triple-jumper Jonathan Edwards returns with a second series
looking into the way science shapes and explains our
Programme 1 -
In the first programme, Jonathan looks into
beauty. As he says, 'Beauty is a term we use almost without
thinking. We apply it to all manner of things: people,
objects, paintings. But the moment you stop for a moment and
try to analyse what we mean by “beauty”, it suddenly becomes
Jonathan goes to the
National Gallery and meets curator Colin Wiggins. Colin shows
Jonathan three paintings: Gainsborough’s The Morning
Walk, Wright’s An Experiment on a Bird in the Air
Pump and Seurat’s Bathers at Asnieres. All are
“beautiful” in different ways.
Outside the Gallery in
Trafalgar Square, Jonathan meets Dylan Trigg, a philosopher
from the University of Sussex. Dylan argues that there is no
necessary connection between beauty and aesthetic pleasure. On
the contrary, Dylan believes that transient, outmoded and
ephemeral spaces can also be aesthetically pleasing.
But Jonathan recognises that sometimes beauty seems to
work on our senses automatically - we’re moved by something
without having to think about it first. Why should this be?
Jonathan goes to the University of Bristol to meet
some experimental psychologists: Ian Penton-Voak tells
Jonathan about some of the implicit, evolutionary meanings
embedded in our faces. Innes Cuthill and Tom Troscianko try to
give Jonathan an answer to one of the most perplexing
questions of all: why do we find sunsets
again to programme 1
Programme 2 -
In the second programme in the
series, Jonathan asks whether mental attitude can have a
bearing on an athlete’s performance. When Jonathan was winning
triple-jump gold medals, sports psychology was not as popular
as it is now.
For today’s athletes, training regimes
concentrate as much on the mind as the body. Jonathan is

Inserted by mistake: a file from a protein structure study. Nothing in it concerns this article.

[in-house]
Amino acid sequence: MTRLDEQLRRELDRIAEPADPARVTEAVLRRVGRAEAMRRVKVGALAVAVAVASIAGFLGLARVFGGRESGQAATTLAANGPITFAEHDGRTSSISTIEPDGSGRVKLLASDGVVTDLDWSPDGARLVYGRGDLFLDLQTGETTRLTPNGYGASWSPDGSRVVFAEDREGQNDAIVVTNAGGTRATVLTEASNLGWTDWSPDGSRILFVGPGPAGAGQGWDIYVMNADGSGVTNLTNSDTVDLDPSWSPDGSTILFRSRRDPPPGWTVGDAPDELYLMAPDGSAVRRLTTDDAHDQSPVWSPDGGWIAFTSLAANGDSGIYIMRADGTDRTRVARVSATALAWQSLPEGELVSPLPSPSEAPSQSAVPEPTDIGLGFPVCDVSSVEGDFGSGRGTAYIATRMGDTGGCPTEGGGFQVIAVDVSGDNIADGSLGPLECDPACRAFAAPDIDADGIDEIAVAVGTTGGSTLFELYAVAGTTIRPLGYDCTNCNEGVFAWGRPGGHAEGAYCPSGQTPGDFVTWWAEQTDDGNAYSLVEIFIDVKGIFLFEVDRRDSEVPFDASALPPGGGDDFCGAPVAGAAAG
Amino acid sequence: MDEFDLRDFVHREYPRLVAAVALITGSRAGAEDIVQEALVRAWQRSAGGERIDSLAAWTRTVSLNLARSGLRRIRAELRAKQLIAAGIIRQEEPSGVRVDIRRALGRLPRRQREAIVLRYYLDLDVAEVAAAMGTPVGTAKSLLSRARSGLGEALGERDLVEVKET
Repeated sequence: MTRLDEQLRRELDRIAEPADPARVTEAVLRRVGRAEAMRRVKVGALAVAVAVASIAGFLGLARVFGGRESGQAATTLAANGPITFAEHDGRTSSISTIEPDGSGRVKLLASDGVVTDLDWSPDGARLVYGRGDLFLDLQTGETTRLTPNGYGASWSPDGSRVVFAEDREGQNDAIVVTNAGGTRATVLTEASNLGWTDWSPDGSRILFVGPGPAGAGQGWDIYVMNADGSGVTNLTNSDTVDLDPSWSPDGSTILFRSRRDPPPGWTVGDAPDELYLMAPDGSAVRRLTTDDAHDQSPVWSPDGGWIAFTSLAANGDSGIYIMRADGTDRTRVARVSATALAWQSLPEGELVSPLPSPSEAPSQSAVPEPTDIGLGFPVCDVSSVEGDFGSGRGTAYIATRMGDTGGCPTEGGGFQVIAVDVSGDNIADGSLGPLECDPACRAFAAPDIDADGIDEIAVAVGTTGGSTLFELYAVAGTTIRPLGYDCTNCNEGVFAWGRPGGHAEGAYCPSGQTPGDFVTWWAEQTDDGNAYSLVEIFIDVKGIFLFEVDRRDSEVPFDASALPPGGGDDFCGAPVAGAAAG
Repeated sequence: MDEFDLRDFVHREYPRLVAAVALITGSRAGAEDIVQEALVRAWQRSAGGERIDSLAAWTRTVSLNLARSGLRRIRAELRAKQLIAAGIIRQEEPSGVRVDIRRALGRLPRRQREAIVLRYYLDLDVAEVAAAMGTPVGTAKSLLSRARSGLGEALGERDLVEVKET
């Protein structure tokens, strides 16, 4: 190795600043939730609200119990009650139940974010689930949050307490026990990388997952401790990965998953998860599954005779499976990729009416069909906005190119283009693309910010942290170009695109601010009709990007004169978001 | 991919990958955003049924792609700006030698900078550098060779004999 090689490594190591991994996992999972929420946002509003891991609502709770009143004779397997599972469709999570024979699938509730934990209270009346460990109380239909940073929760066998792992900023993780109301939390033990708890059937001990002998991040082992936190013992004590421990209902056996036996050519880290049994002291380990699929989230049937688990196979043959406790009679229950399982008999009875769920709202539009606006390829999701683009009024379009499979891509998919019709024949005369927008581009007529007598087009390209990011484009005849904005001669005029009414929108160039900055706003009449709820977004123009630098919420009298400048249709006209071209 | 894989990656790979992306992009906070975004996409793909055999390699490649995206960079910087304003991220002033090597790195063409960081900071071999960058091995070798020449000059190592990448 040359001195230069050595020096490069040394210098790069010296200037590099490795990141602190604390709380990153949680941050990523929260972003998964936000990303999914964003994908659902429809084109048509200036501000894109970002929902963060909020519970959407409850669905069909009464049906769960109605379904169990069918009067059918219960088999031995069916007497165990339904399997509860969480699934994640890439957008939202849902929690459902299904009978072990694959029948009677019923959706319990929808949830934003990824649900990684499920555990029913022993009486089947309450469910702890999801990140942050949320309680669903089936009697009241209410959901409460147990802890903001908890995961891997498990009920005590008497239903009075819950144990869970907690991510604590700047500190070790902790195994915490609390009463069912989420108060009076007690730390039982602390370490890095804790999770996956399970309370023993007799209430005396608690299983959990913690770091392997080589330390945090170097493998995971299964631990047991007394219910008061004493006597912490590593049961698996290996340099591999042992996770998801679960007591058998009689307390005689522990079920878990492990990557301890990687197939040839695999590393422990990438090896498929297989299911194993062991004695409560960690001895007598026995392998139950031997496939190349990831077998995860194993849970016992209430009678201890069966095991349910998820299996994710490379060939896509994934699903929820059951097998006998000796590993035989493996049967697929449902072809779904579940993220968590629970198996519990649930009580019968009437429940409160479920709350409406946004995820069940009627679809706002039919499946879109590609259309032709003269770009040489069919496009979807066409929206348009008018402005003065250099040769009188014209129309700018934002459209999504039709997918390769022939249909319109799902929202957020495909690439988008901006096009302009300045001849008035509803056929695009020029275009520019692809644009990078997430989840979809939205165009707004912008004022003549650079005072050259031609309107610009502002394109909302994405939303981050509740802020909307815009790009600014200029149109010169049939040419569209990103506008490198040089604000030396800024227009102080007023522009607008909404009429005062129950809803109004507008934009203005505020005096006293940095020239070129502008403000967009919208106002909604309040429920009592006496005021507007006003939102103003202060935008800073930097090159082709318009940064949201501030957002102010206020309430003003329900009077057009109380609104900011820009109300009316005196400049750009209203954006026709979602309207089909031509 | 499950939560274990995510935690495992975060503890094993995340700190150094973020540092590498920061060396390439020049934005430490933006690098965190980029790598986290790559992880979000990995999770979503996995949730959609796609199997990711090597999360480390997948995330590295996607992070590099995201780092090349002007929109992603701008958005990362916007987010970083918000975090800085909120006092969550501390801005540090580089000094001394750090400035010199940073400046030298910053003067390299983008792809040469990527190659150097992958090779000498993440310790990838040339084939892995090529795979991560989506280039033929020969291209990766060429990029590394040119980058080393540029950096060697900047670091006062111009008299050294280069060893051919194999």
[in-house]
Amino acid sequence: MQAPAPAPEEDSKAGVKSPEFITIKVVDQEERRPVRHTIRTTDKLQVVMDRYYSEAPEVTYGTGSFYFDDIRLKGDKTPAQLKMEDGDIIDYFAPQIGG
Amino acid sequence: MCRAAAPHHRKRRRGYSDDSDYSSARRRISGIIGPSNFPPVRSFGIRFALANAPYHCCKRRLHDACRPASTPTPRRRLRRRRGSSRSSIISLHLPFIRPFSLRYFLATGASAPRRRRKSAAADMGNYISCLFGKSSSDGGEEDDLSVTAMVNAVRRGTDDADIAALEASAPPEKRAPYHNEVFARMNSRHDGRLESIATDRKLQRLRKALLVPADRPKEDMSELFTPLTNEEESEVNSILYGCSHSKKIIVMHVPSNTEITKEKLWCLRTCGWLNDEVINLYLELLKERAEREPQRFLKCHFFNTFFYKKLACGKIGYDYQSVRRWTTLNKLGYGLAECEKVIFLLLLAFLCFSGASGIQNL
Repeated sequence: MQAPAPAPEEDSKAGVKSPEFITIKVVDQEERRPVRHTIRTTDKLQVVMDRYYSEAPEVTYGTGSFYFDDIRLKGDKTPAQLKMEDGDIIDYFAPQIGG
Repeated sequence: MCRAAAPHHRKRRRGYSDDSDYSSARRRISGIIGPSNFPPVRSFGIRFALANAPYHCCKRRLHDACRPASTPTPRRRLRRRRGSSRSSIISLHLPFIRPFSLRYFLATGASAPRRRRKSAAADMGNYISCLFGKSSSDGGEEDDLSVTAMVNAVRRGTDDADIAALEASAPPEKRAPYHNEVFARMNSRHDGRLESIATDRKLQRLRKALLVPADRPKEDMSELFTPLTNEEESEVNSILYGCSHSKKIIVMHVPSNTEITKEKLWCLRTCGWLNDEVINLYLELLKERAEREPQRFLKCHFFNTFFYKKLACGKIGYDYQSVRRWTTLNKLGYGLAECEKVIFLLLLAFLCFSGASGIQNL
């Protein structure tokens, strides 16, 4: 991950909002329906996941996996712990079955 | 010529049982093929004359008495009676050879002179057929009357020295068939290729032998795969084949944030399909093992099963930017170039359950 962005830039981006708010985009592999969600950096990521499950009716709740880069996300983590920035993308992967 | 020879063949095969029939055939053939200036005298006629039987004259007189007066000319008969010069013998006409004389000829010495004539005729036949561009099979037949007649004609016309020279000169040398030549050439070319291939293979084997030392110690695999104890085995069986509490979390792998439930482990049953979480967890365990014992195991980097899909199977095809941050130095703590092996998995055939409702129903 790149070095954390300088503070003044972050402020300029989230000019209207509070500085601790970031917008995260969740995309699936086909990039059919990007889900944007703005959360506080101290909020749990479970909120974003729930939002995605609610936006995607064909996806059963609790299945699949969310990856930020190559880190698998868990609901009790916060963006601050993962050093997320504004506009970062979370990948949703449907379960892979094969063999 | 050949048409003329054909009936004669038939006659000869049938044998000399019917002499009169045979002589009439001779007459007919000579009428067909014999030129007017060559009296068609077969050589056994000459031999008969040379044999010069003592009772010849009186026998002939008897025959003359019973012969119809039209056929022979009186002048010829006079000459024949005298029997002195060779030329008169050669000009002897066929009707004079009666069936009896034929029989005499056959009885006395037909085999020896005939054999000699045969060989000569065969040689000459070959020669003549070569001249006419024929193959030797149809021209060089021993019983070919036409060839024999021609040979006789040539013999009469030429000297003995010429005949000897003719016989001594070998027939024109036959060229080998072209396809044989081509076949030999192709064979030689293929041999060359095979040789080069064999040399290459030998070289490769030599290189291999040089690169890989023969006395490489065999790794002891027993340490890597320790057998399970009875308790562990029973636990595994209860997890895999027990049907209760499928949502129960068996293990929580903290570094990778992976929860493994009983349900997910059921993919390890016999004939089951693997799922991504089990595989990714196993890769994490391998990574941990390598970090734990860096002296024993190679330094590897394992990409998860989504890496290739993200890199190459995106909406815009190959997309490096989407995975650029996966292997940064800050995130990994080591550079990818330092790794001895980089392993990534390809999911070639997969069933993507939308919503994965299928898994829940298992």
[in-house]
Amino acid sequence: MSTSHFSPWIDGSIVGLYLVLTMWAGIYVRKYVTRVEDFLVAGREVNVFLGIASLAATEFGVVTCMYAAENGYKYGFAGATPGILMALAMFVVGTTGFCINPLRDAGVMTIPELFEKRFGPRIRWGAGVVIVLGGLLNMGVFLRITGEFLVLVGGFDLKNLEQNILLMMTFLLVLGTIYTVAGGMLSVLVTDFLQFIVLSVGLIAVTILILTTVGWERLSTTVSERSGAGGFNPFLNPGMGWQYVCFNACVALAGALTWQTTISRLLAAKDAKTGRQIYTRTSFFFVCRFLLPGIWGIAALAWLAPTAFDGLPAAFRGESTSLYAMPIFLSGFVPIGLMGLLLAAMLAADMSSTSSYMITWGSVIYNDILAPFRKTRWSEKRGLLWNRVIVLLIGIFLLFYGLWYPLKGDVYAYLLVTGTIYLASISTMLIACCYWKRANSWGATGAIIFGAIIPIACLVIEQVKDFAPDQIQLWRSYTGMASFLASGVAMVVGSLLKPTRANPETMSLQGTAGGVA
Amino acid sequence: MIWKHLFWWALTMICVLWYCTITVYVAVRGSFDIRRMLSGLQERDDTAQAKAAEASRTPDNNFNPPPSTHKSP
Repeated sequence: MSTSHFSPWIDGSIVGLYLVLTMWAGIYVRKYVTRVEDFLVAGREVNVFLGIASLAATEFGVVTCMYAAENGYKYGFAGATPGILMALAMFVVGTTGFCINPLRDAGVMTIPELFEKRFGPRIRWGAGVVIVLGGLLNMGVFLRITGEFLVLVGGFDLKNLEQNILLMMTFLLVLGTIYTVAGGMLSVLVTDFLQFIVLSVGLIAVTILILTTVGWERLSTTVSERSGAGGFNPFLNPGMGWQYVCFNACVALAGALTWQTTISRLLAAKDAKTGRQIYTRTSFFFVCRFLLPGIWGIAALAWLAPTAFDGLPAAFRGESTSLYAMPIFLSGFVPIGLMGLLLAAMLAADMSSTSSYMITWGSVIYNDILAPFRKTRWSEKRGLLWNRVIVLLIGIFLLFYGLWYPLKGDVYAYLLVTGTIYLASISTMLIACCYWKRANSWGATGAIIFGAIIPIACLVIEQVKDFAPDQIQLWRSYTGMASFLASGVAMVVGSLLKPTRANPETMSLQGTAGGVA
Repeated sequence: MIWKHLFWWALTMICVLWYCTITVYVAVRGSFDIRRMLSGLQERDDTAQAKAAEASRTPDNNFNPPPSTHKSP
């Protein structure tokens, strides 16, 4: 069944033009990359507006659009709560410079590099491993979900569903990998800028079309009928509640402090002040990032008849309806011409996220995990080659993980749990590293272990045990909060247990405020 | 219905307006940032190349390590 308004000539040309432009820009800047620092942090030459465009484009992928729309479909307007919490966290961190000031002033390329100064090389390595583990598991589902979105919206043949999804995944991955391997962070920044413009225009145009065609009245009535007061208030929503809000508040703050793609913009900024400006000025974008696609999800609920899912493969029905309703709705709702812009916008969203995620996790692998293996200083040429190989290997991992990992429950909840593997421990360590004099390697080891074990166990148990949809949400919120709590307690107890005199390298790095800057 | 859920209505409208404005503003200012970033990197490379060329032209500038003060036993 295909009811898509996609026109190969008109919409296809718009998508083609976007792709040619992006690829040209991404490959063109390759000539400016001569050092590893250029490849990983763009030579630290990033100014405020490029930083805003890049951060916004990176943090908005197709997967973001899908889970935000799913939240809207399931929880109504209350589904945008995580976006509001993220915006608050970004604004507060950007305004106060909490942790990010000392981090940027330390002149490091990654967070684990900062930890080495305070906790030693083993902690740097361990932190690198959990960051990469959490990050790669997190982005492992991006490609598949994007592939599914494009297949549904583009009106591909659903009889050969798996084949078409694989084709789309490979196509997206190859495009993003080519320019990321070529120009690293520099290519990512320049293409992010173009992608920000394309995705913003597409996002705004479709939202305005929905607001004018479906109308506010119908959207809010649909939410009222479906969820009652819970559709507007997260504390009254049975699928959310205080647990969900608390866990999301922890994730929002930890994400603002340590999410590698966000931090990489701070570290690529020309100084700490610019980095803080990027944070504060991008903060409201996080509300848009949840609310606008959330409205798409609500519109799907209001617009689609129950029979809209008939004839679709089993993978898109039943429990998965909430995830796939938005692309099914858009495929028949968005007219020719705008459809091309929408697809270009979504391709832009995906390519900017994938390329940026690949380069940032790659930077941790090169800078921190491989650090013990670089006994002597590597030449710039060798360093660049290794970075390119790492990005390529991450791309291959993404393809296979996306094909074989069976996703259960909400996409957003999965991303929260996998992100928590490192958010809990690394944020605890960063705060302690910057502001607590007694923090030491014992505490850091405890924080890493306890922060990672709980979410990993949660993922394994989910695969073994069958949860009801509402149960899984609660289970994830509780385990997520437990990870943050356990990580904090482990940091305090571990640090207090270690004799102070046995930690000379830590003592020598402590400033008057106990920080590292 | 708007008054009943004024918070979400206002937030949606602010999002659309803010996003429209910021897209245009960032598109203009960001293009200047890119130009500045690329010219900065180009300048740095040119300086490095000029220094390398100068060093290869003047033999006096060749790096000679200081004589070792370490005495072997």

He goes to Sheffield Hallam University’s
Centre for Sport and Exercise Science, and talks to Pete
Lindsay about different types of sports psychology.
These days, Jonathan enjoys playing golf. He wonders
if a session of hypnotherapy might help improve his chipping
He also talks to Dave Collins,
Performance Director for UK Athletics. Dave is a trained
psychologist and he’s sure that athletes perform better when
they are in a positive frame of mind.
Kelly Sotherton agrees. After winning a bronze meal at the
Athens Olympics, her performances dipped. She tells Jonathan
about the way sports psychology has helped her to improve her
again to programme 2
- Artificial Intelligence
In the final
programme in the series, Jonathan looks into Artificial
Intelligence. A keen fan of science fiction, especially films
like The Matrix, Jonathan wants to know how much
science fact there is in AI.
Jonathan visits the
Department of Informatics at Edinburgh University, where
scientists research a range of AI issues and
applications, and gets a crash course on machine learning
and voice synthesis.
He also discusses the convergence
of biological and technological worlds, and hears about an
intelligent system designed to help us deal more efficiently
After talking to a philosopher about
concepts of intelligence, he rounds off his day playing
Connect Four with a talking, thinking, moving robot.
Having seen what AI can do, Jonathan emerges with
renewed respect for a biological machine that’s all too often
taken for granted - our own bodies.
again to programme 3
University: Dylan Trigg
Experimental Psychology, University of
Sheffield Hallam University:
Centre for Sport and Exercise
Department of Informatics,
Edwards Looks Into...Series 1
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